Raleigh’s Parking Requirements

Top of the City Center Parking Deck

The video below was posted this summer from Vox. They explore a topic of mine that’s one of my favorites; parking requirements set by cities. If you can’t see the embedded video, click here.

One part of the video shows the various parking rules based on the type of development such as number of spots for a public pool or library. It got me thinking about what kind of rules Raleigh has for new developments. I went ahead and pulled it out of the UDO.

Parking Requirements from the Raleigh UDO.

Click for larger

It’s nice to see the bicycle parking requirements right next to the vehicle requirements. What isn’t nice is how little bicycle parking is required, especially on the residential side. Bicycles need a home too!

Nothing too crazy jumps out at me (except maybe parking itself having no parking requirements!) but if you believe the approach in the Vox video, the thinking of Dr. Shoup, then these few pages from our development ordinance play a huge factor in how the city is going to be built and how we will interact with it in the future.

Keep in mind there are ways to get reductions from these requirements when building near transit, which should reduce the amount of built parking as the county expands its transit infrastructure over the next ten years.

I also wanted to post this as a reference as I feel it may be important to look back to in the future.

[UPDATE 8-18: I’ve added the snippet from the UDO about parking requirements for downtown Raleigh]

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  1. Walking needs to be considered as a form of transit. If a place is highly walkable, and if there are a significant number of residential units in that area, the parking requirements should be reduced. Perhaps the reduction for some uses could be based on a a metric tied to its walkscore and residential units and/or commercial office space within a certain radius from the proposed project?

  2. It is also important to know Downtown zoning has a completely separate set of requirements than those above based on parking occupancy stats and counts done near the time of the UDO Update:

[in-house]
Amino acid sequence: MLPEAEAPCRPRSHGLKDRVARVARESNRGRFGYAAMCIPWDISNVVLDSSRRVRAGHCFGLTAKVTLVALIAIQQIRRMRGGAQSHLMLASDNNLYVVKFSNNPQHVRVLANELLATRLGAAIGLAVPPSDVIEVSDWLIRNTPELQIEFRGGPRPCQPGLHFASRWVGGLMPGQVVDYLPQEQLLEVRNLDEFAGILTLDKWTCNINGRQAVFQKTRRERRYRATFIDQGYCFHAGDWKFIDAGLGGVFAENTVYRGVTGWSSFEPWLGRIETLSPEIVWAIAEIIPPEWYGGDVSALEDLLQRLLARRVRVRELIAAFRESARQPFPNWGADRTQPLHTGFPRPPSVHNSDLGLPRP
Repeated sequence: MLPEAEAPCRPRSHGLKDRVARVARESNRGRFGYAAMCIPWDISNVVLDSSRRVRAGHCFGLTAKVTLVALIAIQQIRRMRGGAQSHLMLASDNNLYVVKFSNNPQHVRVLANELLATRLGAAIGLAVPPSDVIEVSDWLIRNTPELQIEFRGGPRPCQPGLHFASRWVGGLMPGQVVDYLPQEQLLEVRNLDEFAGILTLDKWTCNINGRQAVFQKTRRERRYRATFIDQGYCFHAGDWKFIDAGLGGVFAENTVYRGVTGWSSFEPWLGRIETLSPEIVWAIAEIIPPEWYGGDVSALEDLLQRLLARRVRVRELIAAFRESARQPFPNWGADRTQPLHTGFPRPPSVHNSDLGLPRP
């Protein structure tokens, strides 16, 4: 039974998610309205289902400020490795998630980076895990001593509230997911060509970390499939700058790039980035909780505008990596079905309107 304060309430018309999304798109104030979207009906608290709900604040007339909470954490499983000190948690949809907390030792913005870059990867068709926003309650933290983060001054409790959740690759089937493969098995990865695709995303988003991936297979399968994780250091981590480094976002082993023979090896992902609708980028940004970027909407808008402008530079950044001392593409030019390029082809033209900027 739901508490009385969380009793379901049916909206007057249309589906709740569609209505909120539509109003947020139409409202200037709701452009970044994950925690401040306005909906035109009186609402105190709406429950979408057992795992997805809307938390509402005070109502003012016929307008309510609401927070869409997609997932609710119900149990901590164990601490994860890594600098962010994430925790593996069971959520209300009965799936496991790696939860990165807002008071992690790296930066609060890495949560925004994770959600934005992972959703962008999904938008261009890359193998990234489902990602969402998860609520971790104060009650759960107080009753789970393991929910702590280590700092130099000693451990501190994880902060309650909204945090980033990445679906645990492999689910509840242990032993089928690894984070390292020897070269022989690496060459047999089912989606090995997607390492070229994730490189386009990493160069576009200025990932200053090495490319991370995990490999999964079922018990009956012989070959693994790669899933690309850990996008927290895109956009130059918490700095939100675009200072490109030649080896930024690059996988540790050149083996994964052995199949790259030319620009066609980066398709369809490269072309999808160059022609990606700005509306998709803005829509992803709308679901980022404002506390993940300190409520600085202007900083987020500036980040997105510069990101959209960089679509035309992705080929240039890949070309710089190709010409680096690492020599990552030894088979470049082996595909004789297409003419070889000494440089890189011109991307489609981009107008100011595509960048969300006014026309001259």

DX- Parking Requirements
    a. One parking space is required per dwelling unit; however, no more than 2 on-site parking spaces per dwelling unit are allowed.
    b. No vehicle parking is required for the first 16 dwelling units.
    c. One parking space per 500 square feet is required for all nonresidential gross floor area or the minimum number of parking spaces set forth in Sec. 7.1.2.C., whichever is less.
    d. No vehicle parking is required for the first 10,000 square feet of gross floor area of any nonresidential use.
    e. No vehicle parking is required for the following uses and use categories up to 30,000 square feet of gross floor area provided when at least 25% of the ground floor of the building is devoted to such uses: i. Indoor recreation; ii. Personal service; iii. Restaurant; iv. Retail sales; and v. Banks.
    f. No combination of the reductions in paragraphs Sec. 7.1.3.A.1.d. and Sec. 7.1.3.A.1.e. shall exceed 30,000 exempted square feet of gross floor area.
    g. No parking is required for an indoor movie theater.

  3. I just want to say I love the picture Leo used for the cover of this post – I’ve never seen that angle before! Almost didn’t recognize it as Raleigh, looking like a real city with all the layers of buildings!

  4. Thanks Taco….I immediately figured that was the case when I saw the restaurant parking requirement, knowing full well no restaurant in downtown meets it.
    Interestingly, the downtown residential requirement has a *max number…that’s a very good thing I think.

  5. Very interesting! I am pleased to see that Raleigh is moving in the right direction regarding parking. I just read a very fascinating book that touched upon this subject: Walkable City by Jeff Speck. It is a wonderful examination of various aspects of cities, and I highly recommend it to all interested. It is available at WCPL.

  6. I’ve updated the post with the snippet from the UDO that Taco Todd shared. Thanks for that! There’s a lot more but this is a nice entry into the art of parking requirements.

  7. Great video! …And Jack, I just finished Speck’s book last night. Glad someone else enjoyed it as well.

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